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My fugitive years are all hasting away,
'Tis a sight to engage me, if anything can,
I KNEW by the smoke, that so gracefully curl'd
Above the green elms, that a cottage was near,
A heart that was humble might hope for it here!”
In silence reposed the voluptuous bee;
But the woodpecker tapping the hollow beech-tree.
" With a maid who was lovely to soul and to eye, Who would blush when I praised her, and weep if I blamed,
How blest could I live, and how calm could I die!
"By the shade of yon sumach, whose red berry dips
In the gush of the fountain, how sweet to recline,
AN ITALIAN SONG.
DEAR is my little native vale,
The ringdove builds and murmurs there ;
To every passing villager.
In orange-groves and myrtle-bowers,
That breathe a gale of fragrance round,
With my loved lute's romantic sound;
The ballet danced in twilight glade,
Sung in the silent green-wood shade ;
IF I had but two little wings,
To you I'd fly, my dear!
And I stay here.
The world is all one's own.
All, all alone.
For tho' my sleep be gone,
Samuel T. Coleridge.
THE POET'S NEW-YEAR'S GIFT.
To Lady Throckmorton.
For thee wish'd many a time,
But never yet in rhyme.
To wish thee fairer is no need,
More prudent or more sprightly, Or more ingenious, or more freed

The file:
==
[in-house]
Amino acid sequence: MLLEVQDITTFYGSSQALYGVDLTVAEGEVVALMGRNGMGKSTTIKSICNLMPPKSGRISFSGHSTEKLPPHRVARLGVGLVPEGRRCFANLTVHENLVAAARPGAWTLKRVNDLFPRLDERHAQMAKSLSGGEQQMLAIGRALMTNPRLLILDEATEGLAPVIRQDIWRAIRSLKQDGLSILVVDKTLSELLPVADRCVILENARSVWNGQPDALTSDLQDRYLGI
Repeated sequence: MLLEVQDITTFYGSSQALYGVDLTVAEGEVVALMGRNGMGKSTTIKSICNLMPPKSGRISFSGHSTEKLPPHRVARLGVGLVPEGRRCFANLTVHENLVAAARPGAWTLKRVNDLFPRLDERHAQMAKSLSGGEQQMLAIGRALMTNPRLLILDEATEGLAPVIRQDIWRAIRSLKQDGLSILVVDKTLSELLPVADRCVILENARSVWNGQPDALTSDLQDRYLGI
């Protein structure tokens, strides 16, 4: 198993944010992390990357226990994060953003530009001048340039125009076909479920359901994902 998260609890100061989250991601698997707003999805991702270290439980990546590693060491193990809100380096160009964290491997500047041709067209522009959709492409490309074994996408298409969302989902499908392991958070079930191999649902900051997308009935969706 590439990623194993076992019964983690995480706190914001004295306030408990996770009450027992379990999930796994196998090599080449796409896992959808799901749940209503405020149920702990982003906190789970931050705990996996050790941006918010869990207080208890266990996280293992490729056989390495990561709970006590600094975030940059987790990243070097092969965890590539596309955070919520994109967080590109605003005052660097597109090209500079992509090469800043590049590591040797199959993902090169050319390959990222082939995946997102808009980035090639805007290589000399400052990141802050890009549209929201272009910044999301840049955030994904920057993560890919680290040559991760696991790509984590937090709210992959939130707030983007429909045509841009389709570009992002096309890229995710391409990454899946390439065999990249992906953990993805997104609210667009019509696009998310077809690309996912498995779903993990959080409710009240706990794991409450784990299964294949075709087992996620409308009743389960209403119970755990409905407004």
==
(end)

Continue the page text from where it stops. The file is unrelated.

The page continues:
From temper-flaws unsightly.
Can I for thee require,
To thy whole heart's desire ?
Full bliss is bliss divine;
And doubtless one in thine.
Which Fate shall brightly gild,
TO A LADY.
'Tis not the lily brow I prize,
Enough of lilies and of roses !
The look that gentle love discloses, That look which Love alone can see.
Samuel T. Coleridge.
TO HESTER SAVORY.
WHEN maidens such as Hester die,
With vain endeavour.
And her together.
A springy motion in her gait,
That flush'd her spirit :
She did inherit.
Her parents held the Quaker rule
Nature had blest her.
Ye could not Hester.
My sprightly neighbour! gone before
Some summer morning-
My Lilla gave me yestermorn
“ Since this sweet rose I owe to you,
MARGARET AND DORA.
MARGARET's beauteous_Grecian arts
Ne'er drew form completer, Yet why, in my heart of hearts,
Hold I Dora's sweeter ?
Dora's eyes of heavenly blue
Pass all paintings' reach,
The music of her speech.
And on canvas show it ;
CLEMENTINA AND LUCILLA.
IN Clementina's artless mien,
Lucilla asks me what I see, And are the roses of sixteen
Enough for me?
Lucilla asks, if that be all,
Have I not cull'd as sweet before Ah, yes, Lucilla ! and their fall
I still deplore. I now behold another scene,
Where Pleasure beams with heaven's own light, More pure, more constant, more serene,
And not less bright.
Faith on whose breast the Loves repose,
Whose chain of flowers no force can sever, And Modesty, who when she goes,
Is gone for ever.
Walter Savage Landor.